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Not all medical errors are “negligent”. Just because a person suffers a bad outcome from medical treatment, does not mean that they have an automatic right to sue for compensation. A medical error is only considered “negligent” if the healthcare practitioner has failed to take “reasonable care”. The law does not require a doctor to act “perfectly”, but rather, the law requires that a doctor take “reasonable care” in treating and advising a patient. This is not a high or impossible standard to achieve.

“It is expected of a professional person that he should show a fair, reasonable and competent degree of skill; it is not required that he should use the highest degree of skill . . .”
Bolam v Friern Hospital Management Committee [1957]

If the AMA had it’s own way, doctors would be treated as a special class of professionals exempt from liability. But why should negligent doctors be treated any different from other professionals? Isn’t it reasonable to expect that all professionals to whom we pay money to and who hold out as having expertise, must pay compensation if they cause damage through their incompetence or recklessness?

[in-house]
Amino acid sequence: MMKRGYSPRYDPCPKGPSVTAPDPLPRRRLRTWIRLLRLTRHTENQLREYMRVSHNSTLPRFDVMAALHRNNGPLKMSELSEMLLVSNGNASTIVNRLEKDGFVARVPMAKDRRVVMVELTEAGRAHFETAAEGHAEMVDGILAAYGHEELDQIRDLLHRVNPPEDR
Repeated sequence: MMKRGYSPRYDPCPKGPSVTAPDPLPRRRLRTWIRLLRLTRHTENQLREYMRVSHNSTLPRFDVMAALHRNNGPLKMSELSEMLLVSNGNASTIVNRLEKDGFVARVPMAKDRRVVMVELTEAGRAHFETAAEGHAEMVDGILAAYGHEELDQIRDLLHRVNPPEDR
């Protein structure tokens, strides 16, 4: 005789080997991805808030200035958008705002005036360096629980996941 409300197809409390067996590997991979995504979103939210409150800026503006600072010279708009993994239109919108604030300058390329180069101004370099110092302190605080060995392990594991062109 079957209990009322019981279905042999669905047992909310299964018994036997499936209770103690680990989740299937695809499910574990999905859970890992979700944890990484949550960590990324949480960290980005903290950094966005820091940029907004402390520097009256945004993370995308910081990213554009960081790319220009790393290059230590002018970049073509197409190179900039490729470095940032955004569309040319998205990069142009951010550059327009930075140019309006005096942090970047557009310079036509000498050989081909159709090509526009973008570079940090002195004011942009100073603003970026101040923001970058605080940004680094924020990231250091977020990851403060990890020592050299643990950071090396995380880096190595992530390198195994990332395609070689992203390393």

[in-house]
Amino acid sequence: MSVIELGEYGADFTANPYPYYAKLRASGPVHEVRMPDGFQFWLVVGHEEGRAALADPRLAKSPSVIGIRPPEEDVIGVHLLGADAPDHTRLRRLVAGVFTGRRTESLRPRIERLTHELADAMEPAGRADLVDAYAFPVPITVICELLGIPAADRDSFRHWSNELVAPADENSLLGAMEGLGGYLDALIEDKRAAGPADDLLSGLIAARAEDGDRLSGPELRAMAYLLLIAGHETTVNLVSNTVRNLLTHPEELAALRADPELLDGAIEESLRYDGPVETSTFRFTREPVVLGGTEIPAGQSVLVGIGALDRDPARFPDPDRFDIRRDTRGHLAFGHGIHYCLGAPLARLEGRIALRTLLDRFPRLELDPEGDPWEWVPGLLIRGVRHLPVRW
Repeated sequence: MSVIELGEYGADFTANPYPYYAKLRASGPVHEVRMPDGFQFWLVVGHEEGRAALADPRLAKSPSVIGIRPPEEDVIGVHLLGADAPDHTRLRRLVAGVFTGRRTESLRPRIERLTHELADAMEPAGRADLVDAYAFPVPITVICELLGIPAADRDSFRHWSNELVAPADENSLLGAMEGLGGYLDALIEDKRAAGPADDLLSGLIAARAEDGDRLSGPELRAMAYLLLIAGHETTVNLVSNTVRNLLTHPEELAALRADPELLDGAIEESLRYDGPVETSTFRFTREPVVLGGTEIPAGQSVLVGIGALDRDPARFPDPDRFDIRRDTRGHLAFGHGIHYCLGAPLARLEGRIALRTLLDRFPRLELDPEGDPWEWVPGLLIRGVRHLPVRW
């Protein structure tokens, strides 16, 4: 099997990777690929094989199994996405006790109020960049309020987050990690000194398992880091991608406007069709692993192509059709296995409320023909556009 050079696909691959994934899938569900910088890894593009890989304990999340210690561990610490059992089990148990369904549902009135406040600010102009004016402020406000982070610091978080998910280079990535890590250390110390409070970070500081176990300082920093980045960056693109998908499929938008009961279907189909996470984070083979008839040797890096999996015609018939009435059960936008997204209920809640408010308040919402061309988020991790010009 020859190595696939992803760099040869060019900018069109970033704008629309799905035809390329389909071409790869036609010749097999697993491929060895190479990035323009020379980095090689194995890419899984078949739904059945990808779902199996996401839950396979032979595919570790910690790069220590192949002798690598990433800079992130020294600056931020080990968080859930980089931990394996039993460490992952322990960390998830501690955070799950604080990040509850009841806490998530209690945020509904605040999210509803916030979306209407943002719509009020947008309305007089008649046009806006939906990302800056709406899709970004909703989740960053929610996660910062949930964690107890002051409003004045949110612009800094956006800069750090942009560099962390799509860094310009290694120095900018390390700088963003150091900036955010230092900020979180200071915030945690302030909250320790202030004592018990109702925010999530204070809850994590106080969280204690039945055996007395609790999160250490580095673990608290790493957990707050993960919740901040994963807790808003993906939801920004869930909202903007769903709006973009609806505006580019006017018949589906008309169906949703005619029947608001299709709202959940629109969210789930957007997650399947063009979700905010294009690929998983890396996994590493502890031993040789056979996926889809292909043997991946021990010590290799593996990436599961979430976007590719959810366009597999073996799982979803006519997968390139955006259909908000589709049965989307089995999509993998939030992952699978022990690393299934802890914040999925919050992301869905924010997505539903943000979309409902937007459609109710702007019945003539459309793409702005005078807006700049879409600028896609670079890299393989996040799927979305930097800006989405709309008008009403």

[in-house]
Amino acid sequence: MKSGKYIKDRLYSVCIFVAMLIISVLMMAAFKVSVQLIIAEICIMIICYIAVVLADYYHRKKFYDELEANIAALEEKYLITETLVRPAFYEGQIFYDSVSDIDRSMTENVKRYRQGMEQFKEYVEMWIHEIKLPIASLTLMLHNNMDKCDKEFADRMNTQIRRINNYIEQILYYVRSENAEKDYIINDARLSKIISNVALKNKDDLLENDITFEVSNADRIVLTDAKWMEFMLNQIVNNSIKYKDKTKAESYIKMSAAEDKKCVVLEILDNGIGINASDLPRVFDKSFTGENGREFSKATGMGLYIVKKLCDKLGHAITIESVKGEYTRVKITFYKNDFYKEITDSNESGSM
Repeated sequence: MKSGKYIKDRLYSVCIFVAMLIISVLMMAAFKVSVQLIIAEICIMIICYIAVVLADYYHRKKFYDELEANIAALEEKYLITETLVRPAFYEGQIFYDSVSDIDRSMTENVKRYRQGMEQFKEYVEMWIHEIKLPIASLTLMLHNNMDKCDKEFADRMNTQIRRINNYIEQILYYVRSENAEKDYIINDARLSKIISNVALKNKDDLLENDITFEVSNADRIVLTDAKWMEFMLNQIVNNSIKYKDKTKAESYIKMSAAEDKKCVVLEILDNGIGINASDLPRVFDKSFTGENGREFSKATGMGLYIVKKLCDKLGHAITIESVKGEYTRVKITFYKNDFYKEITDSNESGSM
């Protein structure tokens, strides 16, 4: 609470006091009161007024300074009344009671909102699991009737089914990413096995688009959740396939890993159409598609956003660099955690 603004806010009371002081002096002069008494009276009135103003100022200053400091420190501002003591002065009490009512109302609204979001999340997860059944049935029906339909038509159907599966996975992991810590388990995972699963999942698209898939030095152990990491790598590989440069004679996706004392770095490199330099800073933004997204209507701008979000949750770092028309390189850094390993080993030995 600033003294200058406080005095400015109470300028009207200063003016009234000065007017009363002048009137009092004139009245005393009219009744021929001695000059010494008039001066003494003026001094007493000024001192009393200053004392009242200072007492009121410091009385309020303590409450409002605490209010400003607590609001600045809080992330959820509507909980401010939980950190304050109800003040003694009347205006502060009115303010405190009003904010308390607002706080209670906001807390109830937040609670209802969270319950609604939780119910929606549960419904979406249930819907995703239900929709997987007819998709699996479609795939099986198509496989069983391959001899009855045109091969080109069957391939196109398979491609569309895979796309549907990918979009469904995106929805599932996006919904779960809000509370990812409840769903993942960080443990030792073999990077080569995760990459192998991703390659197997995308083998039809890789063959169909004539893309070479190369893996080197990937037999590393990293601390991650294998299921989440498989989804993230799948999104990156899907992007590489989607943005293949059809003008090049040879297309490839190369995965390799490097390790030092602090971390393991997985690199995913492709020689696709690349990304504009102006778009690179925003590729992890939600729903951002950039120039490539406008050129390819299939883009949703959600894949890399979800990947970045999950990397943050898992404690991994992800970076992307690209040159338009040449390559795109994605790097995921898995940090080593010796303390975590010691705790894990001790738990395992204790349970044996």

If there is a failure to take reasonable care, the patient has to get over the “causation” and “damages” hurdles before they can sue. This is not as easy as it seems. Patients have the onus of proof in court placed on them to establish that a doctor has not only breached their duty of care by failing to provide reasonable care resulting in injuries, but they must also prove that the most likely cause (“causation”) of their injuries was the doctors’ failure to take reasonable care. This is very difficult to establish, given that most patients already have underlying illness and medical conditions, and it can sometimes be impossible to prove that a patient would have had a better outcome or a chance of a better outcome if a doctor had acted reasonably in the first place. Insurers will often purport to establish that a patient’s injuries and disabilities are pre-existing conditions rather than caused by medical negligence, so as to avoid having to compensate the plaintiff.

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